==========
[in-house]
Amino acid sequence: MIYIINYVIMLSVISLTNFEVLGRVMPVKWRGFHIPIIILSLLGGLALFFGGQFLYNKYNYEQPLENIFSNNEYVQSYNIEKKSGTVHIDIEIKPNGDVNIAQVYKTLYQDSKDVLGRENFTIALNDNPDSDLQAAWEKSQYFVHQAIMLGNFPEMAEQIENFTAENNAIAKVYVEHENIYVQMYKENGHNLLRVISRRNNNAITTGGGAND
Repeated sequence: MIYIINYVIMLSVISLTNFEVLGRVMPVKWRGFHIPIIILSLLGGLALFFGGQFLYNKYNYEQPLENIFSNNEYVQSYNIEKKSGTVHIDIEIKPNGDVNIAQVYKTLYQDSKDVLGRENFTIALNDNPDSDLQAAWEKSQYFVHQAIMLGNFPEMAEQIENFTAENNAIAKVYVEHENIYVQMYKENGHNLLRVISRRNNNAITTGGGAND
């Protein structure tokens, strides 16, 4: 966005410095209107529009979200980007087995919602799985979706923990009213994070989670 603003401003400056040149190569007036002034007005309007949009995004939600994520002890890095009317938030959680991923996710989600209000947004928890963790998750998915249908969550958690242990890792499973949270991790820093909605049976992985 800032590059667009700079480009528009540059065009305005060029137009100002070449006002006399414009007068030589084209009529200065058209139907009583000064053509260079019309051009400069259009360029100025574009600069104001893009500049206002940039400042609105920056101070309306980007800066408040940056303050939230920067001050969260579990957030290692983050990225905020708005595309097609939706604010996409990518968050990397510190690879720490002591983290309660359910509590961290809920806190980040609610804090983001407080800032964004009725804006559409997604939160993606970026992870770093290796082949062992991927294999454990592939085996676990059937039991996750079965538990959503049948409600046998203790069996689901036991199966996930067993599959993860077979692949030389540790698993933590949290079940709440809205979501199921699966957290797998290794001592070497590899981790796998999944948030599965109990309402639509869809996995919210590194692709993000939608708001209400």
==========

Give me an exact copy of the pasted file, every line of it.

[in-house]
Amino acid sequence: MIYIINYVIMLSVISLTNFEVLGRVMPVKWRGFHIPIIILSLLGGLALFFGGQFLYNKYNYEQPLENIFSNNEYVQSYNIEKKSGTVHIDIEIKPNGDVNIAQVYKTLYQDSKDVLGRENFTIALNDNPDSDLQAAWEKSQYFVHQAIMLGNFPEMAEQIENFTAENNAIAKVYVEHENIYVQMYKENGHNLLRVISRRNNNAITTGGGAND
Repeated sequence: MIYIINYVIMLSVISLTNFEVLGRVMPVKWRGFHIPIIILSLLGGLALFFGGQFLYNKYNYEQPLENIFSNNEYVQSYNIEKKSGTVHIDIEIKPNGDVNIAQVYKTLYQDSKDVLGRENFTIALNDNPDSDLQAAWEKSQYFVHQAIMLGNFPEMAEQIENFTAENNAIAKVYVEHENIYVQMYKENGHNLLRVISRRNNNAITTGGGAND
């Protein structure tokens, strides 16, 4: 966005410095209107529009979200980007087995919602799985979706923990009213994070989670 603003401003400056040149190569007036002034007005309007949009995004939600994520002890890095009317938030959680991923996710989600209000947004928890963790998750998915249908969550958690242990890792499973949270991790820093909605049976992985 800032590059667009700079480009528009540059065009305005060029137009100002070449006002006399414009007068030589084209009529200065058209139907009583000064053509260079019309051009400069259009360029100025574009600069104001893009500049206002940039400042609105920056101070309306980007800066408040940056303050939230920067001050969260579990957030290692983050990225905020708005595309097609939706604010996409990518968050990397510190690879720490002591983290309660359910509590961290809920806190980040609610804090983001407080800032964004009725804006559409997604939160993606970026992870770093290796082949062992991927294999454990592939085996676990059937039991996750079965538990959503049948409600046998203790069996689901036991199966996930067993599959993860077979692949030389540790698993933590949290079940709440809205979501199921699966957290797998290794001592070497590899981790796998999944948030599965109990309402639509869809996995919210590194692709993000939608708001209400």